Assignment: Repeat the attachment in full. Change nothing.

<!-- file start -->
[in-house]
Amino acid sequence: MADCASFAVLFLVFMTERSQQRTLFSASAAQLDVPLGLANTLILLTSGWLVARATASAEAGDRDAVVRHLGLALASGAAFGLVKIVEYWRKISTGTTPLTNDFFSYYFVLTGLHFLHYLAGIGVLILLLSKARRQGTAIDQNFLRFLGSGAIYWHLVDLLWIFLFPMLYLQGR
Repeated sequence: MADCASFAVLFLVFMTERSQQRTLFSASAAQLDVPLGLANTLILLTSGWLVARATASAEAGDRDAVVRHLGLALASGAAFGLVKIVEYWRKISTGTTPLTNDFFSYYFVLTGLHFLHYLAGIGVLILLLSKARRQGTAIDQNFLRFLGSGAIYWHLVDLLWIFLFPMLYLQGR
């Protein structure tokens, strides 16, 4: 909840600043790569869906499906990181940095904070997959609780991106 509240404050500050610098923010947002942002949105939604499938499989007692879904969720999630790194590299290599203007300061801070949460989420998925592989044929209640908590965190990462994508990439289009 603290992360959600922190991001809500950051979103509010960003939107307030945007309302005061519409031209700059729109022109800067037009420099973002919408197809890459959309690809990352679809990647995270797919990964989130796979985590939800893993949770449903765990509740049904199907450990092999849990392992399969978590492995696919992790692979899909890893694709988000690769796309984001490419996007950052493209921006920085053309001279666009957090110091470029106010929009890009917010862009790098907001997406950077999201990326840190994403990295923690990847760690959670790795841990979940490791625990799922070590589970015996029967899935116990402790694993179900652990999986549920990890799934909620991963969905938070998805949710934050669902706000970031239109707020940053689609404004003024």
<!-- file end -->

[in-house]
Amino acid sequence: MADCASFAVLFLVFMTERSQQRTLFSASAAQLDVPLGLANTLILLTSGWLVARATASAEAGDRDAVVRHLGLALASGAAFGLVKIVEYWRKISTGTTPLTNDFFSYYFVLTGLHFLHYLAGIGVLILLLSKARRQGTAIDQNFLRFLGSGAIYWHLVDLLWIFLFPMLYLQGR
Repeated sequence: MADCASFAVLFLVFMTERSQQRTLFSASAAQLDVPLGLANTLILLTSGWLVARATASAEAGDRDAVVRHLGLALASGAAFGLVKIVEYWRKISTGTTPLTNDFFSYYFVLTGLHFLHYLAGIGVLILLLSKARRQGTAIDQNFLRFLGSGAIYWHLVDLLWIFLFPMLYLQGR
């Protein structure tokens, strides 16, 4: 909840600043790569869906499906990181940095904070997959609780991106 509240404050500050610098923010947002942002949105939604499938499989007692879904969720999630790194590299290599203007300061801070949460989420998925592989044929209640908590965190990462994508990439289009 603290992360959600922190991001809500950051979103509010960003939107307030945007309302005061519409031209700059729109022109800067037009420099973002919408197809890459959309690809990352679809990647995270797919990964989130796979985590939800893993949770449903765990509740049904199907450990092999849990392992399969978590492995696919992790692979899909890893694709988000690769796309984001490419996007950052493209921006920085053309001279666009957090110091470029106010929009890009917010862009790098907001997406950077999201990326840190994403990295923690990847760690959670790795841990979940490791625990799922070590589970015996029967899935116990402790694993179900652990999986549920990890799934909620991963969905938070998805949710934050669902706000970031239109707020940053689609404004003024």